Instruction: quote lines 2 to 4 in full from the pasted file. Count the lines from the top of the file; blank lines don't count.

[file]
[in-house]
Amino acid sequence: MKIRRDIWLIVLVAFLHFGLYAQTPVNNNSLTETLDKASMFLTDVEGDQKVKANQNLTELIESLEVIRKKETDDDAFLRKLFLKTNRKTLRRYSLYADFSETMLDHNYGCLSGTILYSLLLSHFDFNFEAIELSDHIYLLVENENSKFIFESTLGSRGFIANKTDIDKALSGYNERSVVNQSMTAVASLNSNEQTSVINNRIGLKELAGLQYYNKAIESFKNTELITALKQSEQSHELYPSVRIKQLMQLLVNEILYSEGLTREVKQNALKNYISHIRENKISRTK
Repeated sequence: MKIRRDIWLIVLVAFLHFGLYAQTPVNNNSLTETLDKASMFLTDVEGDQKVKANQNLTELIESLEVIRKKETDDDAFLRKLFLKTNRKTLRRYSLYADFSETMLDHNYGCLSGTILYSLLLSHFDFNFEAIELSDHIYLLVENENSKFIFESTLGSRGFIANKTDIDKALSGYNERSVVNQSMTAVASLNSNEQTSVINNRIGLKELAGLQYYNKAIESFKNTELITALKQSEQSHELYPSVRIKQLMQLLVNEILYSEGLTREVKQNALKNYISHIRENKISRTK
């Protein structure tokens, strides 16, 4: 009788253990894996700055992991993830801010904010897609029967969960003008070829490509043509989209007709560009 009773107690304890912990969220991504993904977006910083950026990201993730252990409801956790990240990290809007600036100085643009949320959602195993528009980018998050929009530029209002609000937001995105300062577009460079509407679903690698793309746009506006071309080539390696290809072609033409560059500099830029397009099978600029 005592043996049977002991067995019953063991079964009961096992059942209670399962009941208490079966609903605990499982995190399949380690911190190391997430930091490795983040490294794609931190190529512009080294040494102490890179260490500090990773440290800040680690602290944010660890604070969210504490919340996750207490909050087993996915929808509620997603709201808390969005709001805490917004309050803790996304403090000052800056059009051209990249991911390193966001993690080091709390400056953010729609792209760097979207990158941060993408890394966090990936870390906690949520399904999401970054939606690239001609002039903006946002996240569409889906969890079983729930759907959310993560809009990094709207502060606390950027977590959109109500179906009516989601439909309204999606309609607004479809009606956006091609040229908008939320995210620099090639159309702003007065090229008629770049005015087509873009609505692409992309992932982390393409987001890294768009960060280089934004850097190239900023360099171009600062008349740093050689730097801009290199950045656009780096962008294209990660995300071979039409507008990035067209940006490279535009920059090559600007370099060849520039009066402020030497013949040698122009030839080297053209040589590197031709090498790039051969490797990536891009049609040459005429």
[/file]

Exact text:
Amino acid sequence: MKIRRDIWLIVLVAFLHFGLYAQTPVNNNSLTETLDKASMFLTDVEGDQKVKANQNLTELIESLEVIRKKETDDDAFLRKLFLKTNRKTLRRYSLYADFSETMLDHNYGCLSGTILYSLLLSHFDFNFEAIELSDHIYLLVENENSKFIFESTLGSRGFIANKTDIDKALSGYNERSVVNQSMTAVASLNSNEQTSVINNRIGLKELAGLQYYNKAIESFKNTELITALKQSEQSHELYPSVRIKQLMQLLVNEILYSEGLTREVKQNALKNYISHIRENKISRTK
Repeated sequence: MKIRRDIWLIVLVAFLHFGLYAQTPVNNNSLTETLDKASMFLTDVEGDQKVKANQNLTELIESLEVIRKKETDDDAFLRKLFLKTNRKTLRRYSLYADFSETMLDHNYGCLSGTILYSLLLSHFDFNFEAIELSDHIYLLVENENSKFIFESTLGSRGFIANKTDIDKALSGYNERSVVNQSMTAVASLNSNEQTSVINNRIGLKELAGLQYYNKAIESFKNTELITALKQSEQSHELYPSVRIKQLMQLLVNEILYSEGLTREVKQNALKNYISHIRENKISRTK
């Protein structure tokens, strides 16, 4: 009788253990894996700055992991993830801010904010897609029967969960003008070829490509043509989209007709560009 009773107690304890912990969220991504993904977006910083950026990201993730252990409801956790990240990290809007600036100085643009949320959602195993528009980018998050929009530029209002609000937001995105300062577009460079509407679903690698793309746009506006071309080539390696290809072609033409560059500099830029397009099978600029 005592043996049977002991067995019953063991079964009961096992059942209670399962009941208490079966609903605990499982995190399949380690911190190391997430930091490795983040490294794609931190190529512009080294040494102490890179260490500090990773440290800040680690602290944010660890604070969210504490919340996750207490909050087993996915929808509620997603709201808390969005709001805490917004309050803790996304403090000052800056059009051209990249991911390193966001993690080091709390400056953010729609792209760097979207990158941060993408890394966090990936870390906690949520399904999401970054939606690239001609002039903006946002996240569409889906969890079983729930759907959310993560809009990094709207502060606390950027977590959109109500179906009516989601439909309204999606309609607004479809009606956006091609040229908008939320995210620099090639159309702003007065090229008629770049005015087509873009609505692409992309992932982390393409987001890294768009960060280089934004850097190239900023360099171009600062008349740093050689730097801009290199950045656009780096962008294209990660995300071979039409507008990035067209940006490279535009920059090559600007370099060849520039009066402020030497013949040698122009030839080297053209040589590197031709090498790039051969490797990536891009049609040459005429």